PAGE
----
On the way home I requested ice cream. Since going to Singapore in high school that’s been a thing for me. I like to try ice cream in each country I visit. The Dominican Republic did not disappoint and we returned to Bon Ice Cream about three more times throughout our time there. The first time there I had Tres Leches Ice Cream (yummmm) but I also tried Dolche de Leches and strawberry through the week. There wasn’t one I didn’t love.

The boy in this picture was a mentally ill street boy.  COTN has helped him in the past with medical conditions and we gave him ice cream each time we stopped but his situation was heartbreaking.  It lead to some heart to heart discussions about God's goodness and why God allows suffering.  Each one of us wished we could do more for him in our own way.
I hadn't expected the island to be so mountainous.  The tallest mountain actually gets snow on occasion.  Everywhere we went I was blown away by how beautiful the island was.  However, the thing that struck me the most about the island the first two days was the amount of garbage that littered the sides of the roads. Here was this incredibly beautiful country and everywhere you looked there was garbage. It is clear disposal of waste is a large problem for society here – from garbage to sewage. We couldn’t drink the water but on occasion I would forget and get water in my mouth in the shower or while brushing my teeth and I never had a problem. The people were so warm and hospitable and I fell in love with each of them immediately.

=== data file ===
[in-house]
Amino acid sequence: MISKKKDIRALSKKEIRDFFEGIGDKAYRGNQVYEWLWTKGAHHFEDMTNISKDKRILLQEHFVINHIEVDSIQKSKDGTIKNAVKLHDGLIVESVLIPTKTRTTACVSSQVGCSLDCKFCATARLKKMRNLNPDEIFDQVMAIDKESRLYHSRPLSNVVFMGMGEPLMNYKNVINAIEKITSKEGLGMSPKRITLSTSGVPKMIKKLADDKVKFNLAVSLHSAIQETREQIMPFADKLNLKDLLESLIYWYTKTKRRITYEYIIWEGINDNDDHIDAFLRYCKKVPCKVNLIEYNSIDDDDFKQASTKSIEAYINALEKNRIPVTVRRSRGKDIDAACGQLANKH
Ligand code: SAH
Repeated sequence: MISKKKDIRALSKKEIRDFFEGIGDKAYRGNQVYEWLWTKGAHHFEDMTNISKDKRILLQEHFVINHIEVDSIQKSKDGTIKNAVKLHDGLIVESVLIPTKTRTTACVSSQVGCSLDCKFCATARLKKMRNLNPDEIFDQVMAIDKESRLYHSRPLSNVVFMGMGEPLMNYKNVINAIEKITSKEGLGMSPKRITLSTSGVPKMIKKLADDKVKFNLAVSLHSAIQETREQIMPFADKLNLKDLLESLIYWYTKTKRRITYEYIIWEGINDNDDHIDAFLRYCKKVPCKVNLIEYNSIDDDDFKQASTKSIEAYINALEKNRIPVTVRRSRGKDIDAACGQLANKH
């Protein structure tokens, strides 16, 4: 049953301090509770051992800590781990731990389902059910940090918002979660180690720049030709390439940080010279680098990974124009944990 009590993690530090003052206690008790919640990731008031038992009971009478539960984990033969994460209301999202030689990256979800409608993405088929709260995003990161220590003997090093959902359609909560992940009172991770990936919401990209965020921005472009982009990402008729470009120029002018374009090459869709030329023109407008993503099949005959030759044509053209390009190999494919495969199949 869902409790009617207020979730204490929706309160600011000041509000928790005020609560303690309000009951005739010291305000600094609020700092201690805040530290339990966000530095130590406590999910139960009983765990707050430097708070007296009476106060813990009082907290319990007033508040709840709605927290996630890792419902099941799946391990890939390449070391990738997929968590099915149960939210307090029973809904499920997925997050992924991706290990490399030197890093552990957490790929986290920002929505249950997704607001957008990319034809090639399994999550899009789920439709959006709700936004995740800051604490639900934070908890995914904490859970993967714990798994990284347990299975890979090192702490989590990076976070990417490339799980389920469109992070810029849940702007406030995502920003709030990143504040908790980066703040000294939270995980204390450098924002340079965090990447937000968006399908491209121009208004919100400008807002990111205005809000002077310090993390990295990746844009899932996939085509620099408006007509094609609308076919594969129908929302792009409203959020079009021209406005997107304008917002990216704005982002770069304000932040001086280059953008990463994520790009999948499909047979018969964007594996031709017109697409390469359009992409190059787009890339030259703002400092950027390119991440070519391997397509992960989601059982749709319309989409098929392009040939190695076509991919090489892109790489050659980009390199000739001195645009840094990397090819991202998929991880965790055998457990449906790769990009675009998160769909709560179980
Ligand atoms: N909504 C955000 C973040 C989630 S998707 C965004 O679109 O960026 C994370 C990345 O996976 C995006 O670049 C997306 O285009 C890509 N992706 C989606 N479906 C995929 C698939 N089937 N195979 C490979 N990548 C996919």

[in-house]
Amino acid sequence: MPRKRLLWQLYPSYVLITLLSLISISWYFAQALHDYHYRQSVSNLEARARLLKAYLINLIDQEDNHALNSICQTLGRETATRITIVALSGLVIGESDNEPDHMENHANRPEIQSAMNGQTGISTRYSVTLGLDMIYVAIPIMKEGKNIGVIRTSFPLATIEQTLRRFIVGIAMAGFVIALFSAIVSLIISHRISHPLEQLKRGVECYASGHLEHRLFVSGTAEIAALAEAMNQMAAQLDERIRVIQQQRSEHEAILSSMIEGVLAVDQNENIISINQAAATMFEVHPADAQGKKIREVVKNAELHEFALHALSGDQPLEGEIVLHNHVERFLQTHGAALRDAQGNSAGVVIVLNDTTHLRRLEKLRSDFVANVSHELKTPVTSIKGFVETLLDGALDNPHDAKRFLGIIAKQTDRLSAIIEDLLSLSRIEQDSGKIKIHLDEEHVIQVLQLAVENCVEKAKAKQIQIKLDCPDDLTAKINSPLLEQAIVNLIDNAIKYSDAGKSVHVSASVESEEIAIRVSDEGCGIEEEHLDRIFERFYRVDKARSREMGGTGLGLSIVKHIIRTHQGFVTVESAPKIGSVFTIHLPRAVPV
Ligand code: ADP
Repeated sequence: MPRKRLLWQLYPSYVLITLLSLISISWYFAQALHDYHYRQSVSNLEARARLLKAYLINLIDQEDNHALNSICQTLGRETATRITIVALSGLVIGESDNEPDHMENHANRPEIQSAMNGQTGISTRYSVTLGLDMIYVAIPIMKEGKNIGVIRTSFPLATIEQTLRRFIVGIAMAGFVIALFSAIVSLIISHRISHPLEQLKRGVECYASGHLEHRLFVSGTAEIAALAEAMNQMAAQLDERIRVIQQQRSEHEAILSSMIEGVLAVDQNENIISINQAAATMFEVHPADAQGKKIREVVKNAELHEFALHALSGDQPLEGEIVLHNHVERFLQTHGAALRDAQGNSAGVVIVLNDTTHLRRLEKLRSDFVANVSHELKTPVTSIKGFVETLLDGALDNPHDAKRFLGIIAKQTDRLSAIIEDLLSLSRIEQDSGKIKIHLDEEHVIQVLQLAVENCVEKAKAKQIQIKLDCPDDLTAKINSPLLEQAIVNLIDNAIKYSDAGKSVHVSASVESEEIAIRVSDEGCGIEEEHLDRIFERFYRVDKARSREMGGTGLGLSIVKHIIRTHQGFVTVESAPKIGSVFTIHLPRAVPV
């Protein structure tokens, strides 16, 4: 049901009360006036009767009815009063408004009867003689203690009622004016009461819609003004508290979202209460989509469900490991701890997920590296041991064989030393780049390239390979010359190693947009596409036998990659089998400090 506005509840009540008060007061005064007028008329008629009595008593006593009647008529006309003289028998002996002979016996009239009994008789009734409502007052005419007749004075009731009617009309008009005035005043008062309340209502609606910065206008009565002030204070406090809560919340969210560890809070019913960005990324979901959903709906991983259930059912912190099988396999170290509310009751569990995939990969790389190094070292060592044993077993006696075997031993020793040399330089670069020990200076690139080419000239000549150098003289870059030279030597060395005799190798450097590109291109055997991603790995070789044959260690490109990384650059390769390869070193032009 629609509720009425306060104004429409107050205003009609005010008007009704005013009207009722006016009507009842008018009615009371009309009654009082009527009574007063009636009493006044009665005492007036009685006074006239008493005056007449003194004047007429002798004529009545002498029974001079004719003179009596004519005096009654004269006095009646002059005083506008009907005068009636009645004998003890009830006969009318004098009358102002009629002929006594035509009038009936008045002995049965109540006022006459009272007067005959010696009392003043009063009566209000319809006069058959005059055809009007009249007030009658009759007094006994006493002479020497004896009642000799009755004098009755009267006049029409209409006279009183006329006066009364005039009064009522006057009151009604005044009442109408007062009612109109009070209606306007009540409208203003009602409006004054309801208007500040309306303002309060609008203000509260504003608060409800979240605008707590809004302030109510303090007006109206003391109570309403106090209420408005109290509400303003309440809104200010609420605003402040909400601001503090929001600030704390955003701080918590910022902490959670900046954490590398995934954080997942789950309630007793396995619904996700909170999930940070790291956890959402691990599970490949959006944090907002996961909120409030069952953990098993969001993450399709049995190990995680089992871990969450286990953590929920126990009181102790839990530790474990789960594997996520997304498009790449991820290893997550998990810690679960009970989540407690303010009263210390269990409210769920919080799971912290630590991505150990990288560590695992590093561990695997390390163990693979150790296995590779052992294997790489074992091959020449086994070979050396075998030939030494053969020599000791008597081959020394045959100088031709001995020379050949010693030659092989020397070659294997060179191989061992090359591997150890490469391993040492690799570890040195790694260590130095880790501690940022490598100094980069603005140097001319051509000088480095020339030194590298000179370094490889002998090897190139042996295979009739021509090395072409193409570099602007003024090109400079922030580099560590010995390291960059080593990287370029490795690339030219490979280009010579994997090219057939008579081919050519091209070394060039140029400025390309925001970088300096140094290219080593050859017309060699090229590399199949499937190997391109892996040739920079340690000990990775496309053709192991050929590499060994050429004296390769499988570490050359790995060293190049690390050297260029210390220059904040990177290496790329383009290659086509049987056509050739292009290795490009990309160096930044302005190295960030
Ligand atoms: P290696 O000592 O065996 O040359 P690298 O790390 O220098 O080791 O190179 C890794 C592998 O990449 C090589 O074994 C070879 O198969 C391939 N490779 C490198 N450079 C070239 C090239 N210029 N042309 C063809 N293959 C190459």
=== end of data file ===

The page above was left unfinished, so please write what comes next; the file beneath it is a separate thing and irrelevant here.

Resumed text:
I didn’t have the frustration of not being able to communicate during the first few days that would become a huge part of my brain space in days to come so I just enjoyed listening to another language being spoken around me.

I never felt out of place as one of 12 white people basically anywhere we went but I did notice we stood out. The Dominican people are not only warm but they are gorgeous. Both the men and women are very attractive people as a whole. People tend to sit outside their houses a lot so I was able to do a lot of people watching as we drove around. Sitting together around their houses was part of their culture I actually really liked. They spent time talking to each other or selling things on the side of the road. It probably isn’t the best thing to have admired about the culture because it really means they aren’t working and it is part of what leads to such poverty, but there was something about the community that existed because of it that drew me in.